Situational leadership LO6498

Rol Fessenden (
07 Apr 96 22:41:47 EDT

Replying to LO6454 --

I said:
>...Being a coach is one of these stages. In other stages, other skills are
>needed. It is analogous to some extent with being a parent. The art of
>parenthood is knowing when to let go and how much to let go. Learning to
>ride a bike is not so different from becoming a fully functional,
>high-performing professional.

To which Keith Cowan responded:

> Further to my last response, the description of desired outcomes applies
to fourth stage professionals, in other words, there must be at least one
of them in the group being empowered. In the bike example, it is possibe
to move through all four stages relatively quickly.

I agree that most people want their professional staff to be performing in
the fourth stage. I guess that is because they experience it so rarely
that they do not understand that there can be a fifth stage. In my view,
the fifth stage begins when a person in the fourth stage -- fully
functioning professional -- takes responsibility unilaterally to fix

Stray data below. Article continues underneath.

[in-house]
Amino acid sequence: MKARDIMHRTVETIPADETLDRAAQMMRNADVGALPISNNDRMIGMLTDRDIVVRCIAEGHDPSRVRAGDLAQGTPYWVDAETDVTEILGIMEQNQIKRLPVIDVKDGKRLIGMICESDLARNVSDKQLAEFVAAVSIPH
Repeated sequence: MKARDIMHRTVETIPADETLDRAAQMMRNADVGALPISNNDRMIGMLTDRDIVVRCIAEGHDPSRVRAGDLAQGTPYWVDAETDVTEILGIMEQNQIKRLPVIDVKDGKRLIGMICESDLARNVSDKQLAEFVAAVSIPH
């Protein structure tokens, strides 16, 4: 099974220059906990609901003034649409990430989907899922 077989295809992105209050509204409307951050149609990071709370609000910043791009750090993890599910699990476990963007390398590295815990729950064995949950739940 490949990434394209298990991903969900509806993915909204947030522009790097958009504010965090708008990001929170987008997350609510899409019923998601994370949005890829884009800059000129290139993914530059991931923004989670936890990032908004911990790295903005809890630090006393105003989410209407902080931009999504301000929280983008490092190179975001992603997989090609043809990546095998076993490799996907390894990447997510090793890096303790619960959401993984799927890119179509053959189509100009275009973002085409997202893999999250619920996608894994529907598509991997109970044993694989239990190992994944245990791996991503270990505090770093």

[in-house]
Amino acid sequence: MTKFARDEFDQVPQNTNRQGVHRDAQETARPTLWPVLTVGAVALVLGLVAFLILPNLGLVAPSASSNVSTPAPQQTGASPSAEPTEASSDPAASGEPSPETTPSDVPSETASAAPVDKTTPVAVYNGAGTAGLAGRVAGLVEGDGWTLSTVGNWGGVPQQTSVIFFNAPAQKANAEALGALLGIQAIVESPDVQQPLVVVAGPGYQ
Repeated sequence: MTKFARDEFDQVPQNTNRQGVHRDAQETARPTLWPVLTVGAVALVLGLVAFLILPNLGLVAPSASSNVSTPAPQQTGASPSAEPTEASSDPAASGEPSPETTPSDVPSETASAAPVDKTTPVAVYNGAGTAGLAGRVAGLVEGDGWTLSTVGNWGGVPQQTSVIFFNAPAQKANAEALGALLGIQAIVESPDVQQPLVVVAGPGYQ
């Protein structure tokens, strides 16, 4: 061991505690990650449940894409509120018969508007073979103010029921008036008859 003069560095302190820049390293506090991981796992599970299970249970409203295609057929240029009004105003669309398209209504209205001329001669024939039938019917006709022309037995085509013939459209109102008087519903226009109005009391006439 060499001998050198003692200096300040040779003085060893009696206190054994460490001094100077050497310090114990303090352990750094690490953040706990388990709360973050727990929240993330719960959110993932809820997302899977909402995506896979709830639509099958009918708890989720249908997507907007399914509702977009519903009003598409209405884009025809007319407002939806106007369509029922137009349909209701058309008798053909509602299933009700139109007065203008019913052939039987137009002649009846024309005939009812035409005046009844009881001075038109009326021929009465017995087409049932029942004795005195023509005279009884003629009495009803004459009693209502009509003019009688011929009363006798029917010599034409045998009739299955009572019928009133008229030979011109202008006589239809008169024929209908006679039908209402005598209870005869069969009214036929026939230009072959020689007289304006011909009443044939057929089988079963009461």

things that are outside their scope, but which inhibit their performance.
Thye _take_ empowerment, and in the process they become high-performing
individuals. They can also be mistaken for leaders, perhaps because they

A manager who is managing a person in the fourth stage is no longer
functioning as a coach, and even less so for the person who has entered
the fifth stage. That does not mean, however, that the manager is
irrelevant. In fact, I suspect they are more important than ever in
helping a person make the transition from stage 4 to stage 5. These are
inherently far more difficult transitions than the lower ones.

Keith goes on:

> What many organization do by mistake is set out all the rules on how to
ride the bike, train people in class, then demand that they make NO
mistakes while executing the rules as they try to master riding it. In the
process of being intolerant to errors, they turn lots of people off who
then stop trying to learn to ride...

You are right on the money. There is not much understanding in the world
at large, and certainly not in corporations, that learning proceeds by
stages. It is only once you have achieved the newest heights that you can
begin to see the next set of challenges.

Thank you for the feedback.


Rol Fessenden LL Bean, Inc.

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